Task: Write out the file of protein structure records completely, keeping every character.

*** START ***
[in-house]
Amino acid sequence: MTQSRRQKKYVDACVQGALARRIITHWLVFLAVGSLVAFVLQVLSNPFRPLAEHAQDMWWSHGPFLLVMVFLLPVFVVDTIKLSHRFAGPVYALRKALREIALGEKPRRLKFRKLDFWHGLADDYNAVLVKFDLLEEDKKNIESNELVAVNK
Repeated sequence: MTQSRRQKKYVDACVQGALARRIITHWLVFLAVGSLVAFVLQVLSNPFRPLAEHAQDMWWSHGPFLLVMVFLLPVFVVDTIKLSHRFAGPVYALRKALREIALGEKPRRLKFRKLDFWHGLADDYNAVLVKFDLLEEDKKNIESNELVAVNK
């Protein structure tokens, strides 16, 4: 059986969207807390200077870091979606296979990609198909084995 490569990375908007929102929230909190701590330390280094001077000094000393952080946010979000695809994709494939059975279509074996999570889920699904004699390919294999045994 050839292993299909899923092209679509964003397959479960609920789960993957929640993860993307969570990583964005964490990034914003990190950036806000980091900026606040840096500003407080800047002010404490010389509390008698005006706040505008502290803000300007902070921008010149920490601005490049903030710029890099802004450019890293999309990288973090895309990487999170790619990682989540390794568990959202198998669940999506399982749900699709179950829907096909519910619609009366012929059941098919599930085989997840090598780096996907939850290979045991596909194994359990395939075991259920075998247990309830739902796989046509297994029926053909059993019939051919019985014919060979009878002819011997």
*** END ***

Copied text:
[in-house]
Amino acid sequence: MTQSRRQKKYVDACVQGALARRIITHWLVFLAVGSLVAFVLQVLSNPFRPLAEHAQDMWWSHGPFLLVMVFLLPVFVVDTIKLSHRFAGPVYALRKALREIALGEKPRRLKFRKLDFWHGLADDYNAVLVKFDLLEEDKKNIESNELVAVNK
Repeated sequence: MTQSRRQKKYVDACVQGALARRIITHWLVFLAVGSLVAFVLQVLSNPFRPLAEHAQDMWWSHGPFLLVMVFLLPVFVVDTIKLSHRFAGPVYALRKALREIALGEKPRRLKFRKLDFWHGLADDYNAVLVKFDLLEEDKKNIESNELVAVNK
């Protein structure tokens, strides 16, 4: 059986969207807390200077870091979606296979990609198909084995 490569990375908007929102929230909190701590330390280094001077000094000393952080946010979000695809994709494939059975279509074996999570889920699904004699390919294999045994 050839292993299909899923092209679509964003397959479960609920789960993957929640993860993307969570990583964005964490990034914003990190950036806000980091900026606040840096500003407080800047002010404490010389509390008698005006706040505008502290803000300007902070921008010149920490601005490049903030710029890099802004450019890293999309990288973090895309990487999170790619990682989540390794568990959202198998669940999506399982749900699709179950829907096909519910619609009366012929059941098919599930085989997840090598780096996907939850290979045991596909194994359990395939075991259920075998247990309830739902796989046509297994029926053909059993019939051919019985014919060979009878002819011997």